• Please use a header and footer on your document. In the header, please put your name as you would like it to appear in the book, should we accept you, the full title of the story, the page number and the number of pages. Use the “view” function on Word. e.g.
Mantek’s Journey 2 of 17 Gill James
• In the footer, please put your full contact details and your name as you would like it to appear in the book, should your work be accepted. E.g
Gillian M. James, 43, The Crescent, Benton, Lancs M24 9BC, 0161 453 675, g.james@bestinternet.com
• Please name your document the title of the story and your surname. You may shorten this if you wish; e.g.
Curious Incident Haddon.doc
• In the subject of the email, please put Submission for …. E.g.
Submission for Ghost Stories 2009
• In the body of the email, tell us a bit about yourself. This is just so that we get to know you and will not be used for anything. If you’re successful, you’ll be asked for a full bio later. No more than 200 words, please.

Decisions will be made within a few days of each submission deadline. However, we may reject your manuscript before that time if it is obviously unsuitable. Do try again.
If we hang on to your script for longer, this is a good sign. We may ask for revisions, sometimes substantial. Some scripts need less revision. Those are of course more attractive to us. This can lead to a later rejection of some scripts. In this case, we try to give you some feedback.
There were a lot of “almosts” for “Making Changes”. We hope those people will try for one of our other anthologies.
We offer a high royalty – it is in effect a 60% profit share pro rata. That’s the equivalent of a single author 15%, after first 100 books have been sold. Authors may also purchase books at 75% of retail price and may sell them on. They still get the profit share royalty on these.
We do not have a massive publicity budget – we market to the big guys and hope you will do the small stuff, but we’ll give you masses of help and pointers.
Everyone involved in our first anthology will probably agree it has all been great fun.

5 December, Advent 5, Linda Lewis, It's a Wonderful Life

“I can’t stand it any more. I’m going to jump off the nearest bridge.” Helen’s outburst got the response she’d half expected – nothing.
She looked round the room. The table bore the remnants of their meal, red, gold and green garlands criss crossed the walls. Dozens of cards covered the mantelpiece, but despite all the glitter, it didn’t feel Christmassy to her. Even the wonderful tree, festooned with tinsel and dozens of twinkling white lights didn’t lift her spirits. All Christmas meant to her was extra work.
As she cleared the table, her brother Bob looked up from the TV. “If you’re going to the kitchen, make us a coffee, will you, sis?”
“I’d rather have tea,” said his wife, Patty, “and the kids could do with some more lemonade.”
“I wouldn’t say no to a sherry,” added Helen’s mother.

Thursday, 4 December 2008

Nott'm Writers at the Royal Concert Hall

Ian Douglas reports:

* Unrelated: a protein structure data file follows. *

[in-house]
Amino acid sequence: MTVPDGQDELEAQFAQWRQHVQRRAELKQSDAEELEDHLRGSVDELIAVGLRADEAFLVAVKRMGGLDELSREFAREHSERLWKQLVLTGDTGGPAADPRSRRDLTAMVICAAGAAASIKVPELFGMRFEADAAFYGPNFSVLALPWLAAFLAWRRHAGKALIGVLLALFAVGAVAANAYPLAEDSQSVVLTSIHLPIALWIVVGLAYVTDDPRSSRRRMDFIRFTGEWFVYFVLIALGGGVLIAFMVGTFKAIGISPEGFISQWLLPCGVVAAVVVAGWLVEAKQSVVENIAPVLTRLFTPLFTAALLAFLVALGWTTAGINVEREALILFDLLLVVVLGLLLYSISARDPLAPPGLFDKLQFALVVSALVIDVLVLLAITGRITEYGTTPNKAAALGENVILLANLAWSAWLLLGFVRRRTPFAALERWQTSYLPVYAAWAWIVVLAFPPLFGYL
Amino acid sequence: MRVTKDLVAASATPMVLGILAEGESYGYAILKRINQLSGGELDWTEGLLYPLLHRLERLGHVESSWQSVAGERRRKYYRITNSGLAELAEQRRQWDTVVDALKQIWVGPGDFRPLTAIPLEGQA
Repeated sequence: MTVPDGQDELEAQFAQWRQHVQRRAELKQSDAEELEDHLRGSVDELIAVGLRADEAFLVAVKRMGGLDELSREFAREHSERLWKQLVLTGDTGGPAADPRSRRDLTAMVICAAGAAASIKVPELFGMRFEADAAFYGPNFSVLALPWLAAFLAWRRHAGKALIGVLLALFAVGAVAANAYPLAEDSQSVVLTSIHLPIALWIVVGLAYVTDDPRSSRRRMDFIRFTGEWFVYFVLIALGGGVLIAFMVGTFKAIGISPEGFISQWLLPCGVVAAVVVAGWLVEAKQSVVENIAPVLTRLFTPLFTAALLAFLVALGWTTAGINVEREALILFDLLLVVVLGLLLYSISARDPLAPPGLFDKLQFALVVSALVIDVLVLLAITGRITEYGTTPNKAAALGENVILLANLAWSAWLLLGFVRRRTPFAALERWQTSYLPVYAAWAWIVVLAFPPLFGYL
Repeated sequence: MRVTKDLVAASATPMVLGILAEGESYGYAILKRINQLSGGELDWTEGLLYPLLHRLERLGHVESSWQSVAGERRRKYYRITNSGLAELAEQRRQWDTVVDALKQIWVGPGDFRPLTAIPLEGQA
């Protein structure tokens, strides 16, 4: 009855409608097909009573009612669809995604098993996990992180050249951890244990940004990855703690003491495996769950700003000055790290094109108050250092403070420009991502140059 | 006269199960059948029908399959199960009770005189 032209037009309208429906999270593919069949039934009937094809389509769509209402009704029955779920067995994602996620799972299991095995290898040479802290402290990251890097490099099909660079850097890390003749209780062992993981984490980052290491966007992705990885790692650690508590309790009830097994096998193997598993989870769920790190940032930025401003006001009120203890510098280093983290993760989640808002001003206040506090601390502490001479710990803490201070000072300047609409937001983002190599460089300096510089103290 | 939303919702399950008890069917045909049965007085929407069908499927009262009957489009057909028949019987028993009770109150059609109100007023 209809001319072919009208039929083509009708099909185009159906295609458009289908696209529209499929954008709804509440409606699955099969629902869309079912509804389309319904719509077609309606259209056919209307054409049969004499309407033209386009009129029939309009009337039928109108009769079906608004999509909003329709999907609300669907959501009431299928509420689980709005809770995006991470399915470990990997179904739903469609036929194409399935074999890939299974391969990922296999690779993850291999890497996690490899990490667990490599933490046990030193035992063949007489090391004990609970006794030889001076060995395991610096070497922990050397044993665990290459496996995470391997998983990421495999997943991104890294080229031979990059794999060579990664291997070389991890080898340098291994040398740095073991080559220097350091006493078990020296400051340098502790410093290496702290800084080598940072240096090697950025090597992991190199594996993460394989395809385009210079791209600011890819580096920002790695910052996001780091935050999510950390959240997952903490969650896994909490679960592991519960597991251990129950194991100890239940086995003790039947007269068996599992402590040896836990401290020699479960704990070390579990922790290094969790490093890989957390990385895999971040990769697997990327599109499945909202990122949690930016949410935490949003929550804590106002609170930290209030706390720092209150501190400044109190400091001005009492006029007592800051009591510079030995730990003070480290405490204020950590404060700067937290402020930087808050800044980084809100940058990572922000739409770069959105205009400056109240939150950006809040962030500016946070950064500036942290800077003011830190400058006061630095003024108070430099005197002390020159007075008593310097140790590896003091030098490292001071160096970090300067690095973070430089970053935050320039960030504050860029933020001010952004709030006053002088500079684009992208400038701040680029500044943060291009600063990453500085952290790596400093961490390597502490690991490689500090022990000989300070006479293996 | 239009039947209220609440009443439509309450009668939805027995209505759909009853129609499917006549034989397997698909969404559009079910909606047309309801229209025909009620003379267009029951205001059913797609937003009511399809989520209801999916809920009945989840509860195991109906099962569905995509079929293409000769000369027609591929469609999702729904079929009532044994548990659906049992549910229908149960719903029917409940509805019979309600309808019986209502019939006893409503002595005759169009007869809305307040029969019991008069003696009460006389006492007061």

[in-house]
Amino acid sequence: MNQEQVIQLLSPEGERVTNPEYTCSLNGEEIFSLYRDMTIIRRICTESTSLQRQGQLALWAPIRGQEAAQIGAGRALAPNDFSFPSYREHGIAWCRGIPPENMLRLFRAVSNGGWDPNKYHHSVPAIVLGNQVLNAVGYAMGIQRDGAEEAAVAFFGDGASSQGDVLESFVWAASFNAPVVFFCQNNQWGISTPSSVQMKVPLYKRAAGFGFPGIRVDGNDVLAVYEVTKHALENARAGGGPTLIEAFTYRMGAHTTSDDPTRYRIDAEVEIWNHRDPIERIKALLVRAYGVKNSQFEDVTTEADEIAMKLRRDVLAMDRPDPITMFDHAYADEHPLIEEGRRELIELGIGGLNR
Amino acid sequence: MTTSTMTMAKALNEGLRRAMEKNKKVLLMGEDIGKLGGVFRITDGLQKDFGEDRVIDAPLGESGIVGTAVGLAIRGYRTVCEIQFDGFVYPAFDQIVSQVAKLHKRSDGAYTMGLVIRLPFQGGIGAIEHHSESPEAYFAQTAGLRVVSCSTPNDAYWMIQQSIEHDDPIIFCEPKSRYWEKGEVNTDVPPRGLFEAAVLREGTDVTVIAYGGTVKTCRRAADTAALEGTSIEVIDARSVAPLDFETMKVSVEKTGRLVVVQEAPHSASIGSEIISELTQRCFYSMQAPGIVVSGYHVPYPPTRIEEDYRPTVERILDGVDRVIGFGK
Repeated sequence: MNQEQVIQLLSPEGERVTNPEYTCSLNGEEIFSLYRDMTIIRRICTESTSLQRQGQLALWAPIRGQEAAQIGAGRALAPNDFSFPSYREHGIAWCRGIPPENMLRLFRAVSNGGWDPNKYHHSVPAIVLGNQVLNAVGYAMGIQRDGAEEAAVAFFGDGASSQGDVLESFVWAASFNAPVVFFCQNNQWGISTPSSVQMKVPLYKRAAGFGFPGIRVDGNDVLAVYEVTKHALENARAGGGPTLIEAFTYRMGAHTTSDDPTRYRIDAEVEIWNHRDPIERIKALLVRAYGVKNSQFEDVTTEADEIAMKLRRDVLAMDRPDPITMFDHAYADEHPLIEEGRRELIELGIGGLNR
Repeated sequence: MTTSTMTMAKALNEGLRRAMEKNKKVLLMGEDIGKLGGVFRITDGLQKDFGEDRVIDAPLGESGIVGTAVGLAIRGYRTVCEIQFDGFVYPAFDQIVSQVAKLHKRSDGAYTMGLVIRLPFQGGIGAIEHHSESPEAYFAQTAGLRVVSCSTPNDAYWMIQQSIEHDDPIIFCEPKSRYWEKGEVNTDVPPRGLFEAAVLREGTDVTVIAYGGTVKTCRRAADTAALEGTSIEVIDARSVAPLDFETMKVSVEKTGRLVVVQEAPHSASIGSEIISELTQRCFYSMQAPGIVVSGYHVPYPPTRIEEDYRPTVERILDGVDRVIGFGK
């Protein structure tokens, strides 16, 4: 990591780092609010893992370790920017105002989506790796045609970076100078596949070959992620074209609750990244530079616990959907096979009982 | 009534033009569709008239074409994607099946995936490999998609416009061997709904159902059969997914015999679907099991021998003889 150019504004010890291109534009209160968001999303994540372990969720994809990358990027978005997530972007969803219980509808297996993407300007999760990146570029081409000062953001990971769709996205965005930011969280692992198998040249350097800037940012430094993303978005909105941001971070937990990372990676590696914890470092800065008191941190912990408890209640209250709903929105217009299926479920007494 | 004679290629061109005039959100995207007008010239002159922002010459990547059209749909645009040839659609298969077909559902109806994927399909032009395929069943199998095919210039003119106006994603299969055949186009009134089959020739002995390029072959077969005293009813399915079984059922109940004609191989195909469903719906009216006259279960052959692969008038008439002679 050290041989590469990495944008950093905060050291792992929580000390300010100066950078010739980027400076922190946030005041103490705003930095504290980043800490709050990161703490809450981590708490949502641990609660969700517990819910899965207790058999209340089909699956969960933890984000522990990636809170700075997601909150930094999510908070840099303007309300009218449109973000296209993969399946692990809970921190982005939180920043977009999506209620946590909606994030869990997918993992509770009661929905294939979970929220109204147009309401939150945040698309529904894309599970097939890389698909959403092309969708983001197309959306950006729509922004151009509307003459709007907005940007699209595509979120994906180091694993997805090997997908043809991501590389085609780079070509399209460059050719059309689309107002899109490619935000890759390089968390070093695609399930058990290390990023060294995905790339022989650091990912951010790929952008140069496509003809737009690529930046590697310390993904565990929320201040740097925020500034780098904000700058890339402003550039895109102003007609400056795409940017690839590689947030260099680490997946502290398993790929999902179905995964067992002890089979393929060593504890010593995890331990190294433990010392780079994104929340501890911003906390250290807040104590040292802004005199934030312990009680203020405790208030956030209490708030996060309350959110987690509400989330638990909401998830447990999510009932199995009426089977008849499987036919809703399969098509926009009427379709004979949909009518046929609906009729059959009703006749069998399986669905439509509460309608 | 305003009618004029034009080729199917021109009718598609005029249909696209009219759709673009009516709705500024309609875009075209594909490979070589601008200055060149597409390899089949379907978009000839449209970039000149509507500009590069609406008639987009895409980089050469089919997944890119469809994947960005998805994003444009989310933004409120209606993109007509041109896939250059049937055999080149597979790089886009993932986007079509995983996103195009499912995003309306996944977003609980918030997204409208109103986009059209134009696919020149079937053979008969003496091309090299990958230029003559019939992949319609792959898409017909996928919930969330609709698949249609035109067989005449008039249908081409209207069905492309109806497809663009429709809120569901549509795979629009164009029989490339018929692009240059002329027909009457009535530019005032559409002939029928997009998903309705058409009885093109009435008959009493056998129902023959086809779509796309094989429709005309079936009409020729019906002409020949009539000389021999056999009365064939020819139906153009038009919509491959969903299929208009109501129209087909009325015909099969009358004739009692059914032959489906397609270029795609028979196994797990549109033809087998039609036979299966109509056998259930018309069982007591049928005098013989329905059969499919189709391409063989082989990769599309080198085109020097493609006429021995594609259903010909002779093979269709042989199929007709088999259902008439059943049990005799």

"Last night's event, organised by the Nott'm Writers was reasonably attended. I presented a snatch from the book along with five other writers and actors doing their presentations. Feedback recieved afterwards indicated the audience greatly enjoyed the snatch from 'The Croc at Coopers Rock'. I sold four books and donated one to the Writers Studio library.
The event was held at the Royal Concert Hall, with the Human League in the auditorium next door. Luckily their music didn't filter though to our event. Phew!"

Wednesday, 3 December 2008

4 December, Advent 4, A. J. Humphrey, I borrowed a Poltergeist

“If this place is practically deserted,” I mused as I perched on the end of the bed and pulled off my boots, “how come they stuck us in the smallest room in the place?”
“We only got what we paid for,” she replied from through the doorway into the en-suite. “Anyway, what are you complaining about? You could get the court of King Caractacus in this bathroom!”
Lucy was right. Although the bedroom was small and narrow, dominated by the sturdy double bed on which I was perching, the bathroom – inlaid with black and white mottled marble, with polished brass rails – was little short of palatial. I could almost imagine a movie star of yesteryear, draping herself becomingly in the magnificent stone bath. Lucy was plucking her eyebrows in front of the mirror, possibly aiming for something of that old sophisticated glamour herself. I was now down to bare feet and had abandoned my tie, letting it fall in a heap on the edge of the bed. At least, that’s what I thought I had done with it. When I looked again, not half a minute later, it was neatly folded and resting on my pillow.

Tuesday, 2 December 2008

3 December, Advent 3, Ian Charles Douglas, "Cooper's Croc"

“What ya doing?”
The words caught Jana by surprise. She wheeled round. It was the Aboriginal boy, coming down from the guesthouse. Jana had seen him before, running errands for the landlady. Jana’s mother didn’t approve of her talking to the Aboriginal children. Still, Mum wasn’t there now.
“I’m waiting,” she said grandly.
“Waiting for what?” the boy asked, scratching his thick mop of hair.
“Waiting for Mum to come back. Waiting to go home to Sydney. Waiting for the world to end. Waiting-”
“Alright. I getcha Missy. Where’s your Ma?”
“At the Observatory, she’s important.” Jana was talking in her queenly voice.

Mum said she had a gift for it.

Monday, 1 December 2008